Kentucky rejects constitutional amendment against abortion
Counter-protesters hold signs outside a rally encouraging voters to vote for Amendment 2, which would add a permanent ban on abortion to Kentuckys state constitution, on the steps of the Kentucky State Capitol in Frankfort, Kentucky on October 1, 2022. \
Stephanie Reynolds | AFP | Getty Images
In a surprise victory for reproductive rights, voters in conservative Kentucky rejected a proposed amendment to the state constitution that would have protected the state’s abortion ban from legal challenge, according to NBC News.
About 52% of those who voted rejected the amendment that says there is no right to abortion under the state constitution.
Kentucky banned abortion immediately after the Supreme Court overturned Roe v. Wade in June. The amendment that went to voters on Tuesday was an attempt by anti-abortion activists to shield the state’s ban from legal challenges by making it ironclad under the state constitution.
Although abortion remains illegal in Kentucky, the defeat of the constitutional amendment will make it easier for reproductive rights activists to fight the ban in state courts.
“This is a victory for bodily autonomy and the right of all Kentuckians to make the best decisions for themselves, but the fight is not over,” said Amber Duke, executive director of the ACLU of Kentucky. “We will now continue our fight in state court to restore access to abortion in the Commonwealth.”
The defeat of the amendment in Kentucky is another indication that there are limits to anti-abortion policies even in conservative states. Protect Kentucky Access, a coalition that opposed the amendment, ran a moderate campaign to win over conservatives who support abortion restrictions but also believe the procedure is necessary in some situations.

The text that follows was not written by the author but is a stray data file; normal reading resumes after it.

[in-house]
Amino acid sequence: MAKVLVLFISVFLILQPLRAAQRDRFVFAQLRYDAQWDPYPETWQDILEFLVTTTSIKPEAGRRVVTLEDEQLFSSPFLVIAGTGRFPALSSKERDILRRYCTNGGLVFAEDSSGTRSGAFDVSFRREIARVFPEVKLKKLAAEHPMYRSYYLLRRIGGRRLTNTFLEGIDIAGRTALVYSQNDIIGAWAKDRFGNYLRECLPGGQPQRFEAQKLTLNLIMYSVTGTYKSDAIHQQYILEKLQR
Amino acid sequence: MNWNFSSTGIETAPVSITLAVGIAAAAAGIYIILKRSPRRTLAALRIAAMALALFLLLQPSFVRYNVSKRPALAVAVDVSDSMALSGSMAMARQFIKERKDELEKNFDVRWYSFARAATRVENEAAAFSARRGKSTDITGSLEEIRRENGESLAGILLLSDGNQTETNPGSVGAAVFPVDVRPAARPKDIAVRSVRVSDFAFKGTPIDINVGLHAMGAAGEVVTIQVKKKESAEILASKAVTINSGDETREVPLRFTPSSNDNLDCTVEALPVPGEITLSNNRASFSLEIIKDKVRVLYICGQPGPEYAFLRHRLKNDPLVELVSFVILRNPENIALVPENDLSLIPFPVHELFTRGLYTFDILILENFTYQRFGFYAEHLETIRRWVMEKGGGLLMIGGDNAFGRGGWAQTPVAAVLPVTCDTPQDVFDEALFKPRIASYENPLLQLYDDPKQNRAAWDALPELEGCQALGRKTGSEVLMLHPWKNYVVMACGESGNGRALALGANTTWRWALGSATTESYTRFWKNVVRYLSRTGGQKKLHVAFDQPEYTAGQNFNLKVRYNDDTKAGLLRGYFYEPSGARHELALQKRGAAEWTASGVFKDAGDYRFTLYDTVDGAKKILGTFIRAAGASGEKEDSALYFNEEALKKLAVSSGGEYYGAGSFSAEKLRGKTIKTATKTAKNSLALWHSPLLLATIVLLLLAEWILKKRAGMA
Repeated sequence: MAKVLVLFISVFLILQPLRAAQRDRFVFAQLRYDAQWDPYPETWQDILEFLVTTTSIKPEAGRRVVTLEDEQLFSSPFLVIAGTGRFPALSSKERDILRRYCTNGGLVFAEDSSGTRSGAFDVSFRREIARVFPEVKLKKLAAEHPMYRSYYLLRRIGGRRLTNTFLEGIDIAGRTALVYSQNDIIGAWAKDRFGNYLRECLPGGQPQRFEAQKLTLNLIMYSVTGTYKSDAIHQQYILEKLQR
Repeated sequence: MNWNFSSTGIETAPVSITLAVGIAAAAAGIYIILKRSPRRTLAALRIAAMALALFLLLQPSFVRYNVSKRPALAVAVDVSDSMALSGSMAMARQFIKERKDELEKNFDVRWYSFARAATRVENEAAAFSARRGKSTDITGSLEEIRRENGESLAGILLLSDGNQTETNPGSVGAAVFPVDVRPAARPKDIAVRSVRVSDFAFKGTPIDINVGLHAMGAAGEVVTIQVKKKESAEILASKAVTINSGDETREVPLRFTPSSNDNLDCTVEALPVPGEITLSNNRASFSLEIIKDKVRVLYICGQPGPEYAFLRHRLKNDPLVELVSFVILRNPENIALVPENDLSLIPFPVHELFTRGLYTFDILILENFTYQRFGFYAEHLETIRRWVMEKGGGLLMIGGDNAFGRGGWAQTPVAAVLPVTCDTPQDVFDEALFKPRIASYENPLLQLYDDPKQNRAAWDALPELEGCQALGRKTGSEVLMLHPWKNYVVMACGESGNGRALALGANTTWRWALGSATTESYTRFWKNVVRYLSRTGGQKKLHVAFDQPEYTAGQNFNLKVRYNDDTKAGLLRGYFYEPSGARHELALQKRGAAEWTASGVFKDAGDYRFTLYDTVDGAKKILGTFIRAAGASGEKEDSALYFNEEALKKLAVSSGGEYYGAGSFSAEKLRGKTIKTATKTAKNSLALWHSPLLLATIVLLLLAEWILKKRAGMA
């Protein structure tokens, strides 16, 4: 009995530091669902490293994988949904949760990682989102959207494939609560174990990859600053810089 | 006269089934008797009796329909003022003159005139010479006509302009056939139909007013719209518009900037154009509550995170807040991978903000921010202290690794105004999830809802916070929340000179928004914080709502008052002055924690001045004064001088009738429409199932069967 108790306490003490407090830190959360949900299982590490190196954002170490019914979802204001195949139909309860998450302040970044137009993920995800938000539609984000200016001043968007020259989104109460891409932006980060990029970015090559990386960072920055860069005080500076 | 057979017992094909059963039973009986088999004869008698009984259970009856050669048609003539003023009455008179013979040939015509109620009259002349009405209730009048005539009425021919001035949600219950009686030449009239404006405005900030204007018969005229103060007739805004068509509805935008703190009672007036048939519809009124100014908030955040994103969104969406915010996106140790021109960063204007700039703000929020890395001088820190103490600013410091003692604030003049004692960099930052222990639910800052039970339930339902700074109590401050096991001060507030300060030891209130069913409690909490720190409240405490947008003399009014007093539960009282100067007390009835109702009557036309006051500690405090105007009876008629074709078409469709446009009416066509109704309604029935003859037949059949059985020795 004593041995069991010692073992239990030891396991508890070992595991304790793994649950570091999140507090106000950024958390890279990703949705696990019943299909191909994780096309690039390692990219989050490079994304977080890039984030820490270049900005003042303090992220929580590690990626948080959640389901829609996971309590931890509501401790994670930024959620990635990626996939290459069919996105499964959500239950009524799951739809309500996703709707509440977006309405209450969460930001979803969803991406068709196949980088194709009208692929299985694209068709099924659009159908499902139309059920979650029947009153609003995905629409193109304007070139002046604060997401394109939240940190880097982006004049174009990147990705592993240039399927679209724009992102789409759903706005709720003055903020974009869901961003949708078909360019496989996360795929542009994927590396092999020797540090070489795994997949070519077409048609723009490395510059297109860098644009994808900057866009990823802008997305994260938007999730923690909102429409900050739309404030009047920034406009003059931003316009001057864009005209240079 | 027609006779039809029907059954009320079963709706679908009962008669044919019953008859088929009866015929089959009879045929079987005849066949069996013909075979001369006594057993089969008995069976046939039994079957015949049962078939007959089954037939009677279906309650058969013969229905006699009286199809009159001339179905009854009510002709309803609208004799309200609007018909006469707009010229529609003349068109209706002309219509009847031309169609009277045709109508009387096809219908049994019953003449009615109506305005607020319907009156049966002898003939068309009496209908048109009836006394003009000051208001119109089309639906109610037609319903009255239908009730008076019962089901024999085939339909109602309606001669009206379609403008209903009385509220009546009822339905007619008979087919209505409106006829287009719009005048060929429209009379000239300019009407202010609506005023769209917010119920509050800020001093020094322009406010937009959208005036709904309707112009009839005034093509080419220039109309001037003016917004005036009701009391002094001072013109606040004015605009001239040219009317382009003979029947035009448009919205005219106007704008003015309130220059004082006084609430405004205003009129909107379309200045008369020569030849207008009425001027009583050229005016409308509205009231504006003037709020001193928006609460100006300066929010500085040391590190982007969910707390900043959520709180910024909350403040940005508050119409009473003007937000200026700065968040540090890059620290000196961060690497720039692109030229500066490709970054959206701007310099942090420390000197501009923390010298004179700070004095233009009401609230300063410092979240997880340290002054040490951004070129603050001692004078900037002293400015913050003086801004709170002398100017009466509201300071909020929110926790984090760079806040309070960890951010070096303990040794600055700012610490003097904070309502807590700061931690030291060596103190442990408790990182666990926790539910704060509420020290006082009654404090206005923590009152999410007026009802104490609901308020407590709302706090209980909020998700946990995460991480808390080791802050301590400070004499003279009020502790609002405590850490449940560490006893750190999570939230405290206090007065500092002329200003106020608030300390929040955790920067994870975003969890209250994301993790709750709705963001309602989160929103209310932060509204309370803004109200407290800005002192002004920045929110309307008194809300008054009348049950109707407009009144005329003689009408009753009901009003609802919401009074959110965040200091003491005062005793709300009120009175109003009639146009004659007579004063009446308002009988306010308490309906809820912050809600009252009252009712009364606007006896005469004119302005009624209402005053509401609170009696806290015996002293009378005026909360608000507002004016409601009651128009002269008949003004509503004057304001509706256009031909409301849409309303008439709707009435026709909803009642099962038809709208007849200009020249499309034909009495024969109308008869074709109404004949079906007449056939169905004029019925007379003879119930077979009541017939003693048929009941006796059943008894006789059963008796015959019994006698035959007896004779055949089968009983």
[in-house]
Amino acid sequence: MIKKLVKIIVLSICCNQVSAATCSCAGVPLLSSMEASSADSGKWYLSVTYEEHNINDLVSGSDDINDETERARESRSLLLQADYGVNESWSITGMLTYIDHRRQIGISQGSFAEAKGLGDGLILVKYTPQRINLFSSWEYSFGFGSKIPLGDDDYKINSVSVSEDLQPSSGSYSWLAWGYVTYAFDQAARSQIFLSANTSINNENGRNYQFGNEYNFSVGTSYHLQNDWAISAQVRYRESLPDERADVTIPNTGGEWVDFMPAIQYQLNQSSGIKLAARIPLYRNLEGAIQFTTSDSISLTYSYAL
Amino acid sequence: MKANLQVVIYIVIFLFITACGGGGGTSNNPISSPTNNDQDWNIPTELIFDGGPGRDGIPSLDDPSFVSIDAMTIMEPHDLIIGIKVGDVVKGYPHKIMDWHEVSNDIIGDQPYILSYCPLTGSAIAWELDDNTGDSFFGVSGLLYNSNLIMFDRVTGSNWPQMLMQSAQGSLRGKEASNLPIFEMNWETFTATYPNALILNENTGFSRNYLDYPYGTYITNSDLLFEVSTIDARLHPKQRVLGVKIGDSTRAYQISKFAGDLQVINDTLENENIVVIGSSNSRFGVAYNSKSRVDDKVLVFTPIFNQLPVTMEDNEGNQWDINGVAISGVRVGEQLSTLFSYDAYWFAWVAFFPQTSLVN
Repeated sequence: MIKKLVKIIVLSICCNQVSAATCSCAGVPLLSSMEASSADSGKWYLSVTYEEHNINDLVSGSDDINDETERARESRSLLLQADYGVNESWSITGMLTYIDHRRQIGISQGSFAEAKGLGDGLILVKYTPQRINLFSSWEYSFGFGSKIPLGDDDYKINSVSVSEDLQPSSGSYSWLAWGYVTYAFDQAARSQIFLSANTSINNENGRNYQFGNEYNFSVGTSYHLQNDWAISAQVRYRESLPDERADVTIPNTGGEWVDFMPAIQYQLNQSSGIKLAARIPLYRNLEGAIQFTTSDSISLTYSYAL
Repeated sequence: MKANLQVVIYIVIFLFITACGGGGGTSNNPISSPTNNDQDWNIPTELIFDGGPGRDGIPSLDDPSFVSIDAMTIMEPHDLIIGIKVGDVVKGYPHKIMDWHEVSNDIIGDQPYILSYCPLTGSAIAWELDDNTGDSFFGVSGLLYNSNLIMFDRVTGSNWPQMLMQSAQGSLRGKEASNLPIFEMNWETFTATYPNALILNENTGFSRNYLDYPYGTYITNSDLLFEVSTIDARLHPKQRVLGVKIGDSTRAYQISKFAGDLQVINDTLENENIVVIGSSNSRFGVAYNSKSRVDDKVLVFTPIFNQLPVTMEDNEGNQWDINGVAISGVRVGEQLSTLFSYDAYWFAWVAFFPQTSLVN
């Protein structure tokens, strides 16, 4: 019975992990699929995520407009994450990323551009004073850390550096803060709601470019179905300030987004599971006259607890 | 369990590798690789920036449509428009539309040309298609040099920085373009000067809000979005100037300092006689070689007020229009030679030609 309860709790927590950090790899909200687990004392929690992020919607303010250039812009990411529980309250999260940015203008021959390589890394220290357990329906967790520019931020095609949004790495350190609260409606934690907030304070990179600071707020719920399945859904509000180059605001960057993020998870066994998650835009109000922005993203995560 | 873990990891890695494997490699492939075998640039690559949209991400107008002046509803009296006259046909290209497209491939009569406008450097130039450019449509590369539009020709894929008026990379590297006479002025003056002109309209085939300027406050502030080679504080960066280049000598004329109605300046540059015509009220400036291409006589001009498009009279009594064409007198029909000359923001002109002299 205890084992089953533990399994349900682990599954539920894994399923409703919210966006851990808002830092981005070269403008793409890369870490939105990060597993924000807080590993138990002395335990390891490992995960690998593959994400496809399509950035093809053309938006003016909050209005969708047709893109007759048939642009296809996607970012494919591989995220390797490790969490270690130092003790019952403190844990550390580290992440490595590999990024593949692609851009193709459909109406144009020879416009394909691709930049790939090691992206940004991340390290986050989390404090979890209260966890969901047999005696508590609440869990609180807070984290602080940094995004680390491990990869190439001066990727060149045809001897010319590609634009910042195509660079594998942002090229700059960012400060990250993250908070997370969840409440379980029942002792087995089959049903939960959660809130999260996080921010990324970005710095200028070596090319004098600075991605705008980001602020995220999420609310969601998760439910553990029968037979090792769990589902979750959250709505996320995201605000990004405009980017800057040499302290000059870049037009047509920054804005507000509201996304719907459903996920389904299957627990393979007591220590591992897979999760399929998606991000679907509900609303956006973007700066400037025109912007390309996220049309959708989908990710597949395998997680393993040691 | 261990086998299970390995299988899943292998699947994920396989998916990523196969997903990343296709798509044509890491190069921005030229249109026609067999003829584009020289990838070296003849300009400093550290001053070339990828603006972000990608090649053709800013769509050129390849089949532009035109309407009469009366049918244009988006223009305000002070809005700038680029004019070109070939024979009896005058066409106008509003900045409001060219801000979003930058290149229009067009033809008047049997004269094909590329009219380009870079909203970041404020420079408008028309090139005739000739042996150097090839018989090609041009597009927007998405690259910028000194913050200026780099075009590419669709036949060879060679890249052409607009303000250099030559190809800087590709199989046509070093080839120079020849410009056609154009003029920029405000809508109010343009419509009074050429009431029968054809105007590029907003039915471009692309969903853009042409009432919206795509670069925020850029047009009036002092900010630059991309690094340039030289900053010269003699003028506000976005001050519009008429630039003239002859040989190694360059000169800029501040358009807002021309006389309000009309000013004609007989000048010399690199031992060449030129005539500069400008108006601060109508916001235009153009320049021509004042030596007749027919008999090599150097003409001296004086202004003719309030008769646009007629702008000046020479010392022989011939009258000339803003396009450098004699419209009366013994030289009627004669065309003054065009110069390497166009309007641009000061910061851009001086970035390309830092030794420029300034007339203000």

Kentucky’s abortion ban makes performing the medical procedure a felony punishable by up to 5 years in prison. There are no exceptions for rape or incest, but there is one when the mother’s life is in danger. Women cannot be prosecuted for having an abortion under Kentucky law.
Kentucky has not voted for a Democratic presidential candidate since Bill Clinton in 1996. Republican Sen. Mitch McConnell has represented the state in Washington since 1985. On Tuesday, Kentucky re-elected Republican Sen. Rand Paul, another deeply conservative politician.
The defeat of Kentucky’s anti-abortion measure is the second surprise victory for abortion rights in a conservative state since the Supreme Court overturned Roe over the summer. In August, voters in Kansas overwhelmingly rejected a measure that would have removed the right to abortion from the state constitution.
In another major victory for reproductive rights, Michigan voted Tuesday to protect abortion as a right under its state constitution. Establishing abortion as a right under the Michigan constitution comes after the fall of Roe raised the possibility that a 91-year-old ban on the procedure could be reinstated.
Michigan will now become an important safe haven for women seeking abortions in the Midwest, where access has been shrinking since Roe’s downfall.
California and Vermont also voted to protect abortion as a right under their state constitutions in Tuesday’s midterm elections. Although reproductive rights have never been threatened in these solidly liberal states, the amendments guarantee access to abortion for future generations.
According to NBC News exit polls, a solid majority of midterm voters nationwide, about 60%, said abortion should be legal. And 27% of voters said abortion was the most important issue to them, behind only inflation among voters’ concerns, according to exit polls.
According to polls, 60 percent of voters said they were either dissatisfied or angry with the Supreme Court’s decision to overturn Roe. Thirty-seven percent of voters said they were pleased or satisfied with the high court’s decision to strike down federal abortion rights.
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